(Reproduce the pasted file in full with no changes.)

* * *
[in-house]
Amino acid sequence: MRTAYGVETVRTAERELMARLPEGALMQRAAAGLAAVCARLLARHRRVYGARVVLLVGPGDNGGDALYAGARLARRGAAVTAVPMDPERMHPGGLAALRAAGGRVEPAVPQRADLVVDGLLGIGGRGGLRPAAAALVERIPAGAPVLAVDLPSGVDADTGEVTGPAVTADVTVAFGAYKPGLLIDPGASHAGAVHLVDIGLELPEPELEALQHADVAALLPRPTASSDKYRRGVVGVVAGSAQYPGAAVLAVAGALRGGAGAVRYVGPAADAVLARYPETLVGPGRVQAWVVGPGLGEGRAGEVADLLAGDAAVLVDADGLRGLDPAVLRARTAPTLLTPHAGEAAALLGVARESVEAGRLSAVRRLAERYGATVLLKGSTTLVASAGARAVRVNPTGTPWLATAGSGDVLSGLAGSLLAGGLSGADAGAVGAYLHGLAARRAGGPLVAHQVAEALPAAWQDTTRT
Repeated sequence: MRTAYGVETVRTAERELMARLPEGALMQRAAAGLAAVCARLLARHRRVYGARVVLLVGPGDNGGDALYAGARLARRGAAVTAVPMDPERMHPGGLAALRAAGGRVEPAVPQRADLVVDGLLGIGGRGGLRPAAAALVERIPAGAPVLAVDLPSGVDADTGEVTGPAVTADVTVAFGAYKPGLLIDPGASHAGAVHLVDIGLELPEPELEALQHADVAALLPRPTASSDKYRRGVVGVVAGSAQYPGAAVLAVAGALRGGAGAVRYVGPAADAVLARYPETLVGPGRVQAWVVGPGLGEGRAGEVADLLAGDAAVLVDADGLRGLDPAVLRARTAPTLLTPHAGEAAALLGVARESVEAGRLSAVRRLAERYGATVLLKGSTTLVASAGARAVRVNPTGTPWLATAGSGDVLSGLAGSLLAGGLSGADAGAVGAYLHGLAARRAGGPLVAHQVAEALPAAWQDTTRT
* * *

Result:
[in-house]
Amino acid sequence: MRTAYGVETVRTAERELMARLPEGALMQRAAAGLAAVCARLLARHRRVYGARVVLLVGPGDNGGDALYAGARLARRGAAVTAVPMDPERMHPGGLAALRAAGGRVEPAVPQRADLVVDGLLGIGGRGGLRPAAAALVERIPAGAPVLAVDLPSGVDADTGEVTGPAVTADVTVAFGAYKPGLLIDPGASHAGAVHLVDIGLELPEPELEALQHADVAALLPRPTASSDKYRRGVVGVVAGSAQYPGAAVLAVAGALRGGAGAVRYVGPAADAVLARYPETLVGPGRVQAWVVGPGLGEGRAGEVADLLAGDAAVLVDADGLRGLDPAVLRARTAPTLLTPHAGEAAALLGVARESVEAGRLSAVRRLAERYGATVLLKGSTTLVASAGARAVRVNPTGTPWLATAGSGDVLSGLAGSLLAGGLSGADAGAVGAYLHGLAARRAGGPLVAHQVAEALPAAWQDTTRT
Repeated sequence: MRTAYGVETVRTAERELMARLPEGALMQRAAAGLAAVCARLLARHRRVYGARVVLLVGPGDNGGDALYAGARLARRGAAVTAVPMDPERMHPGGLAALRAAGGRVEPAVPQRADLVVDGLLGIGGRGGLRPAAAALVERIPAGAPVLAVDLPSGVDADTGEVTGPAVTADVTVAFGAYKPGLLIDPGASHAGAVHLVDIGLELPEPELEALQHADVAALLPRPTASSDKYRRGVVGVVAGSAQYPGAAVLAVAGALRGGAGAVRYVGPAADAVLARYPETLVGPGRVQAWVVGPGLGEGRAGEVADLLAGDAAVLVDADGLRGLDPAVLRARTAPTLLTPHAGEAAALLGVARESVEAGRLSAVRRLAERYGATVLLKGSTTLVASAGARAVRVNPTGTPWLATAGSGDVLSGLAGSLLAGGLSGADAGAVGAYLHGLAARRAGGPLVAHQVAEALPAAWQDTTRT